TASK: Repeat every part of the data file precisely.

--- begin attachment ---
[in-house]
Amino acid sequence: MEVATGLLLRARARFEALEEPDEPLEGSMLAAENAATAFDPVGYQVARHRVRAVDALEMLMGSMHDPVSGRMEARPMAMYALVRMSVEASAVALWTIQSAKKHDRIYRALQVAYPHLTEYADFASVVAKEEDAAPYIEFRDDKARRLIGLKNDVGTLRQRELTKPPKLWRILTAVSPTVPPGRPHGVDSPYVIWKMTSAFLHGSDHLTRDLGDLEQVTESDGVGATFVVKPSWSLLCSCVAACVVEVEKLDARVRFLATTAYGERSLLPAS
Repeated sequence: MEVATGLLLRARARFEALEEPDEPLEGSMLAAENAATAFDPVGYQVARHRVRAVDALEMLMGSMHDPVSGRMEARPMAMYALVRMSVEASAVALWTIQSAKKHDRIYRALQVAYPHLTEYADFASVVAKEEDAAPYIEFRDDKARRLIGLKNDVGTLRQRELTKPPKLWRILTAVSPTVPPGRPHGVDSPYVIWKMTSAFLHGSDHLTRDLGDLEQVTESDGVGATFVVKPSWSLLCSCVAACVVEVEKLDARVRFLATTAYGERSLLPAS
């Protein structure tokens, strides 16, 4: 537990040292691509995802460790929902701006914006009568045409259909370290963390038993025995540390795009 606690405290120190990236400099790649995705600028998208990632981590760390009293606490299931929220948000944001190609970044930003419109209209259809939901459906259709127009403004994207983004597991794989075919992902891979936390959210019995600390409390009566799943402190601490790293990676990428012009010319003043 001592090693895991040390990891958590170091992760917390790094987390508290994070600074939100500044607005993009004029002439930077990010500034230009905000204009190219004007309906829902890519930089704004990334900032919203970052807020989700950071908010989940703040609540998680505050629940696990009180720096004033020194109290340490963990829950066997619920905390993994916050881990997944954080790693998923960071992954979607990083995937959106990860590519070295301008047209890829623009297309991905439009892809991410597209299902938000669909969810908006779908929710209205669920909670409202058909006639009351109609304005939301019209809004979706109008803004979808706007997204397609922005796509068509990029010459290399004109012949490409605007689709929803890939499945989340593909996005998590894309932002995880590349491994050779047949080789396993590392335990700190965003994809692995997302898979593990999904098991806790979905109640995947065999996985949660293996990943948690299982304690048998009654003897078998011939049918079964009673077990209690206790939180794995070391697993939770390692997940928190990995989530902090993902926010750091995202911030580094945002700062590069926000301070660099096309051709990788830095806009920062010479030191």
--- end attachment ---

[in-house]
Amino acid sequence: MEVATGLLLRARARFEALEEPDEPLEGSMLAAENAATAFDPVGYQVARHRVRAVDALEMLMGSMHDPVSGRMEARPMAMYALVRMSVEASAVALWTIQSAKKHDRIYRALQVAYPHLTEYADFASVVAKEEDAAPYIEFRDDKARRLIGLKNDVGTLRQRELTKPPKLWRILTAVSPTVPPGRPHGVDSPYVIWKMTSAFLHGSDHLTRDLGDLEQVTESDGVGATFVVKPSWSLLCSCVAACVVEVEKLDARVRFLATTAYGERSLLPAS
Repeated sequence: MEVATGLLLRARARFEALEEPDEPLEGSMLAAENAATAFDPVGYQVARHRVRAVDALEMLMGSMHDPVSGRMEARPMAMYALVRMSVEASAVALWTIQSAKKHDRIYRALQVAYPHLTEYADFASVVAKEEDAAPYIEFRDDKARRLIGLKNDVGTLRQRELTKPPKLWRILTAVSPTVPPGRPHGVDSPYVIWKMTSAFLHGSDHLTRDLGDLEQVTESDGVGATFVVKPSWSLLCSCVAACVVEVEKLDARVRFLATTAYGERSLLPAS
């Protein structure tokens, strides 16, 4: 537990040292691509995802460790929902701006914006009568045409259909370290963390038993025995540390795009 606690405290120190990236400099790649995705600028998208990632981590760390009293606490299931929220948000944001190609970044930003419109209209259809939901459906259709127009403004994207983004597991794989075919992902891979936390959210019995600390409390009566799943402190601490790293990676990428012009010319003043 001592090693895991040390990891958590170091992760917390790094987390508290994070600074939100500044607005993009004029002439930077990010500034230009905000204009190219004007309906829902890519930089704004990334900032919203970052807020989700950071908010989940703040609540998680505050629940696990009180720096004033020194109290340490963990829950066997619920905390993994916050881990997944954080790693998923960071992954979607990083995937959106990860590519070295301008047209890829623009297309991905439009892809991410597209299902938000669909969810908006779908929710209205669920909670409202058909006639009351109609304005939301019209809004979706109008803004979808706007997204397609922005796509068509990029010459290399004109012949490409605007689709929803890939499945989340593909996005998590894309932002995880590349491994050779047949080789396993590392335990700190965003994809692995997302898979593990999904098991806790979905109640995947065999996985949660293996990943948690299982304690048998009654003897078998011939049918079964009673077990209690206790939180794995070391697993939770390692997940928190990995989530902090993902926010750091995202911030580094945002700062590069926000301070660099096309051709990788830095806009920062010479030191």